This brings us to the root of my point: I have yet to see anyone in the press discuss the Amazon Kindle Fire as an educational device in the same way that the iPad is now being touted, but in this regard I really think Amazon may have an iPad killer in the works. Do students need a camera or 3G wireless connectivity in a tablet? No. Those who want such things already have them in their phones. Do kids really need the bigger screen for virtual keyboard typing? No. You can create notes on a screen well enough, but serious content creation still demands a mouse, keyboard, and more pixels than you're going to cram into even 10 inches. And as someone who owns both a 10" Android tablet and a 7" NOOK Color, I can vouch for the fact that a 7" form factor is far more convenient. All it took was one business trip with both devices, and the 10" has stayed home ever since.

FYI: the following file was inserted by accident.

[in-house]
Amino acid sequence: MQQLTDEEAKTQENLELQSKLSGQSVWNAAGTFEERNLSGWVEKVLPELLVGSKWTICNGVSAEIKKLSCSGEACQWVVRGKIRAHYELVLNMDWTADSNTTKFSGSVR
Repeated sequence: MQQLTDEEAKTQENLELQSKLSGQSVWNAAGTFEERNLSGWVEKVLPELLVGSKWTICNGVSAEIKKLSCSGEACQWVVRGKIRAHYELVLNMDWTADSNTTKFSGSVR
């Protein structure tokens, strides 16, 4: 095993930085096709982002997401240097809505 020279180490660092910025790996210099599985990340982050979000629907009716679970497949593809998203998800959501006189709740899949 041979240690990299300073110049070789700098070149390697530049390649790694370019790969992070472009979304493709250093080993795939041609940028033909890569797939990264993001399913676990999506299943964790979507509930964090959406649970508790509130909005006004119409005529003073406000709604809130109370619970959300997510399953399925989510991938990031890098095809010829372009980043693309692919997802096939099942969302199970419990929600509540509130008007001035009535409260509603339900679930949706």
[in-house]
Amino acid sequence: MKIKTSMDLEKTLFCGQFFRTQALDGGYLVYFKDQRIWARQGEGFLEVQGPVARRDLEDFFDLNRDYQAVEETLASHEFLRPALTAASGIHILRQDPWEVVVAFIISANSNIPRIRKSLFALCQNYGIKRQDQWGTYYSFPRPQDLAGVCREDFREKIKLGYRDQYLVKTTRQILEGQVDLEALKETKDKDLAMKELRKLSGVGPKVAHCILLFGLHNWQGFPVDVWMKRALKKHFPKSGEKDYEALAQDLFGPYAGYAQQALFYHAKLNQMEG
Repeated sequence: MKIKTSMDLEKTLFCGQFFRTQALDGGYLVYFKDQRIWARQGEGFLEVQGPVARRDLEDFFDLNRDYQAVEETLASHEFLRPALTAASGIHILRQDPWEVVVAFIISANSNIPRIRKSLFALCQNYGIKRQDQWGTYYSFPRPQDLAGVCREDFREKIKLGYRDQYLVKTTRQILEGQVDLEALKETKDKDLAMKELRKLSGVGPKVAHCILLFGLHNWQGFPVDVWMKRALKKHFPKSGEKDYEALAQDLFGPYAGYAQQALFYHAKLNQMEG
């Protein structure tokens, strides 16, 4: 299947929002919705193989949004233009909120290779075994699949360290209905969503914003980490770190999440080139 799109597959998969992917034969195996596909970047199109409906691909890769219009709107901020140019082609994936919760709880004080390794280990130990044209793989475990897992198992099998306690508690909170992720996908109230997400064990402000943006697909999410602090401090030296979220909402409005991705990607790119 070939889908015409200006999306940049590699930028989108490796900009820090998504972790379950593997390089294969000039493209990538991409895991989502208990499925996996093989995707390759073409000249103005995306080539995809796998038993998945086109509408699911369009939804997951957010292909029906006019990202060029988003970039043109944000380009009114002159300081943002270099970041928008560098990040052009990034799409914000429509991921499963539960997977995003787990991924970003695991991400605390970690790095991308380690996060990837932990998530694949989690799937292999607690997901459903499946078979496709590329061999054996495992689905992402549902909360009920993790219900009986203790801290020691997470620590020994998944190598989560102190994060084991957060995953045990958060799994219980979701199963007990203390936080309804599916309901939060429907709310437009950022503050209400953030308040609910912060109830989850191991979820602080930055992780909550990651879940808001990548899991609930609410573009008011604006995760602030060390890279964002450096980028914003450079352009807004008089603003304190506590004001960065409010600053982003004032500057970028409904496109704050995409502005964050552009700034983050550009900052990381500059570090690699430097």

Yes, the Kindle Fire is being sold at a few bucks under Amazon's manufacturing cost in order to hit that tantalizing $199 price point, because Amazon knows it will make up the money on content purchases made through the device. But check out Amazon's Android app store, which I find far preferable to the chaos of the conventional Android Marketplace. I'll wager that the 1,125 educational titles now listed in Amazon's store will grow by several times over the next year. Amazon already has a full-blown textbook division, complete with a Kindle-based rental sub-site. And does it matter that the Kindle Fire doesn't have expandable storage when all of your purchases can be stored on and streamed from Amazon's Cloud Drive for free?